Right-Wing Sleight of Hand

Written by Andrey Slivka on . Posted in Breaking News, Posts.

Meanwhile, Patrick Buchanan–a
borderline Hitler apologist, etc.–chose as his runningmate a black woman
from Los Angeles named Ezola Foster, a former teacher.

In a more reasonable world
these facts would have some effect on our political discourse, and opinion makers–like
even the most stubborn Ptolemaians confronted by Copernicus–would adjust
their cosmologies accordingly. Seeing Buchanan embrace a black woman, commentators
might allow that the Buchanan movement doesn’t merely express that
rotten impulse that, every good New Yorker is aware, undergirds Middle America.
It might also express the understandable, if crudely expressed, insecurity of
that multiracial–not, evidently, just white–working class, whom liberals
began to ignore a generation ago.

Conversely, watching Gore
fetishize a religioso might prompt observers to allow that the Vice President
isn’t quite the force for progressive virtue that The New York Times,
with increasing desperation, labors to convince us he is. Meditation upon these
facts might help well-heeled liberals–as always, a stumbling block on the
road to a meaningful politics–shed the delusion that the political landscape
can be defined by Democratic virtue on the one hand and Republican evil on the

What’s eternally amazing,
though, is how liberals’ attitudes seem impervious to the energies of the
real world. For those of us who support Ralph Nader, and who distrust Clintonite
“liberals” as much as we do conservatives, this is frustrating. After
eight years of the Clintonites’ presiding over a conservative retrenchment
that no Republican could have gotten away with–complete with eroded civil
liberties, an intensified Drug War, great military violence–it’s still
somehow possible for Gore to maintain his credibility as an alternative to George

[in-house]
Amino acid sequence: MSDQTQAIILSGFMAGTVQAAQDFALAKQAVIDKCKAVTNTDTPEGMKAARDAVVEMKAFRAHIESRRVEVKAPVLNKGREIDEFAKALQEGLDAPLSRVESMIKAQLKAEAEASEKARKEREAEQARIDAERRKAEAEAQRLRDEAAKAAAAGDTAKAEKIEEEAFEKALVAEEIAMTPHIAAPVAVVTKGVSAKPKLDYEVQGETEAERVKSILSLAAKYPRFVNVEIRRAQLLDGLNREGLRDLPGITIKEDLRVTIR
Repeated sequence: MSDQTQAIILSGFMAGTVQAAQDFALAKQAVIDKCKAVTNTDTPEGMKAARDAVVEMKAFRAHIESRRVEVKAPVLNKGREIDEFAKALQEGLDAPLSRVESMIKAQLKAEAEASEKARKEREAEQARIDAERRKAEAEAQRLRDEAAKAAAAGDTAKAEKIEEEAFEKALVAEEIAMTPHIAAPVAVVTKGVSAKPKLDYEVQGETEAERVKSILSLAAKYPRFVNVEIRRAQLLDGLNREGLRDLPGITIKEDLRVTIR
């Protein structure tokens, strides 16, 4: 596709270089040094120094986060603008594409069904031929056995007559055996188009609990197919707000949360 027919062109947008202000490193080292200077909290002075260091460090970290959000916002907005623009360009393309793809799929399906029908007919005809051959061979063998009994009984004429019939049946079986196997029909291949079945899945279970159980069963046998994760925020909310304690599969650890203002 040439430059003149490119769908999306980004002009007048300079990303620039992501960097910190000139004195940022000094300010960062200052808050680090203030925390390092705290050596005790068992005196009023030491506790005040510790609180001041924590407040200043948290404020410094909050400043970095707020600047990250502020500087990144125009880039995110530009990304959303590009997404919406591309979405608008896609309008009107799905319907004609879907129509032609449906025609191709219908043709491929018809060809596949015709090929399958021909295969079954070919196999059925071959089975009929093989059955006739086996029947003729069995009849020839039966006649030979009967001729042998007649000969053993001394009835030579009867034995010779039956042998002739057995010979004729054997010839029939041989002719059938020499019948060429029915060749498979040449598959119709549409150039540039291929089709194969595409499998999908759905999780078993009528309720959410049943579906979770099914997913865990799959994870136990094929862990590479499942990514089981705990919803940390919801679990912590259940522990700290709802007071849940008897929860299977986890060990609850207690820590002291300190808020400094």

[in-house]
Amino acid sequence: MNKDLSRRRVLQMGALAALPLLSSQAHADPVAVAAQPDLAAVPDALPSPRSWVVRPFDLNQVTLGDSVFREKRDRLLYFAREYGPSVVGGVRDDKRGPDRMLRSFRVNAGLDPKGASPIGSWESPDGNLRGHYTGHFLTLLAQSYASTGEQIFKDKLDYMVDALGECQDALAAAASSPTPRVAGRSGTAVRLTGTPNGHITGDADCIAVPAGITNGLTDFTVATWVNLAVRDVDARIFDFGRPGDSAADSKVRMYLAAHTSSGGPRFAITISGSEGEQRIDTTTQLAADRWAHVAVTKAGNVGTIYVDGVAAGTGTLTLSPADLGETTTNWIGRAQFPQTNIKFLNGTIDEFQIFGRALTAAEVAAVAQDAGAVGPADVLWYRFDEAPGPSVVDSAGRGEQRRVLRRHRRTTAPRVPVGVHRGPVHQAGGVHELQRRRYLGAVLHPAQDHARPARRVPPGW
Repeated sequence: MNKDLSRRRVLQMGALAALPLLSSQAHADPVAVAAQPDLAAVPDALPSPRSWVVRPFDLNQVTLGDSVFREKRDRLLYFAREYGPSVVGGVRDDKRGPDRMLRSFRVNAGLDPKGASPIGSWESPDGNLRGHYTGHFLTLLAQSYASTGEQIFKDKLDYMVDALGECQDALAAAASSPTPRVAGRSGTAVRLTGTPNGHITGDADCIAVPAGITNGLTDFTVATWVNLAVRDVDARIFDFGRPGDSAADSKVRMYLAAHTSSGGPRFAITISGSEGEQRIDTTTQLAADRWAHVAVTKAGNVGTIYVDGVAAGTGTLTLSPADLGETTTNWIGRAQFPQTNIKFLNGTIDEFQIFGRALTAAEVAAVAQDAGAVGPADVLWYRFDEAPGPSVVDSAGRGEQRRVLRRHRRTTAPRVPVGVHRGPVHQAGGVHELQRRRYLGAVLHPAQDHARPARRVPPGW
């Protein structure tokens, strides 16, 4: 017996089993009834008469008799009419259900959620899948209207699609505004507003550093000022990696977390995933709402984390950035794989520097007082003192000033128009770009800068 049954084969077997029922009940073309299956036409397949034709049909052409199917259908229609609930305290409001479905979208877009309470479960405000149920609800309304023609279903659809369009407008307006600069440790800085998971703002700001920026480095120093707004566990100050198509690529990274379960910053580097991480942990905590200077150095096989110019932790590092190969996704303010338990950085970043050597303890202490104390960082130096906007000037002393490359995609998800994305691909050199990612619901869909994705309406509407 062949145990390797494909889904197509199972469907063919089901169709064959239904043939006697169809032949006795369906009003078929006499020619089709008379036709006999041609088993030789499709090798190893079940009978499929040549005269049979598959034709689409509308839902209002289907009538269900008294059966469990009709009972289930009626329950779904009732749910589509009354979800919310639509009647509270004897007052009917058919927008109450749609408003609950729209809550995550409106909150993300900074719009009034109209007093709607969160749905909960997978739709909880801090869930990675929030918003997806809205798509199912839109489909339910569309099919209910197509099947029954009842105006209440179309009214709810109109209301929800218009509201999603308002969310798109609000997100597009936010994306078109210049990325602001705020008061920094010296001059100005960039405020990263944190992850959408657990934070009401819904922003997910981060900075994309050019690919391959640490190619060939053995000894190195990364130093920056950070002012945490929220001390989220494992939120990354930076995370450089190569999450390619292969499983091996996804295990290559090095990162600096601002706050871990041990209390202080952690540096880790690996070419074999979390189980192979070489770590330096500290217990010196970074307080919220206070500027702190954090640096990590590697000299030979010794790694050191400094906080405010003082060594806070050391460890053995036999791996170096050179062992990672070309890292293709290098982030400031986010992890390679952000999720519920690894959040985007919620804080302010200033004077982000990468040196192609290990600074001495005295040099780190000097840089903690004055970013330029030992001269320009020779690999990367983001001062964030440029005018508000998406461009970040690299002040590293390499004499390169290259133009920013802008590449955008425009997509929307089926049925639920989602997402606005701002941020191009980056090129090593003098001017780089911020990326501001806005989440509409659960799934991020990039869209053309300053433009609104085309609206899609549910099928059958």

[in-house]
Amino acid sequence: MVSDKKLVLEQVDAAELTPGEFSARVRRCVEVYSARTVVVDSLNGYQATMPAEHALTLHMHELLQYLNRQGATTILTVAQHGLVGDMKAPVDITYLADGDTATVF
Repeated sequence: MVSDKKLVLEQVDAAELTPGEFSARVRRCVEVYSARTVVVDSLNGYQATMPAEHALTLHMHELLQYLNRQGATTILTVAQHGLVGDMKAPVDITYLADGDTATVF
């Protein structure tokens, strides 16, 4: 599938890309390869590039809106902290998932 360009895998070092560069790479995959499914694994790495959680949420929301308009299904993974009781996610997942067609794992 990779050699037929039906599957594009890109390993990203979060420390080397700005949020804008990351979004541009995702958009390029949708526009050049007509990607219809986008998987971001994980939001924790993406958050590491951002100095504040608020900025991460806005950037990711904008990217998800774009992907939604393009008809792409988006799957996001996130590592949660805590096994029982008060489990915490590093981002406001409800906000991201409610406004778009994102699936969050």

W. Bush. He maintains it, unfortunately, to Nader’s occlusion.

Someday a student of ideology
will write a book explaining how the Clintonites managed, in the face of all
reason, to monopolize political virtue, despite the corruption, the violence,
the authoritarianism, the sheer brutal conservatism of their reign. One thing
is for sure, though. The book will in large measure address the self-image of
Clinton’s defining upper-class constituent–that baby boom bourgeois
bohemian whose folkways David Brooks defined in his recent book. For we’ve
entered an era in which something unprecedented has come to pass: the cultural
signifiers that define “leftism”–and evoke the political virtue
that is still associated with the word “leftism”–are identical
to the signifiers that define the upper class. True leftists–that is, those
who would militate against establishments, whatever they may be–are faced
with an Establishment that, craftily, refuses to declare itself as such. This
isn’t a question of co-optation, but rather of the ascension to power of
a certain generation and class so confident of its virtue that anything it
does, whether executing retarded men, bombing foreign civilians, slashing welfare
rolls, cheating in the stock market or committing perjury, is “progressive.”

That’s a devastatingly
effective bit of political prophylaxis–we now labor under the first “anti-Establishment”
president in American history. And it’s why the left, if it wants to be
effective, should stop worrying so much about the Patrick Buchanans of the world
and instead start militating against the so-called “left.”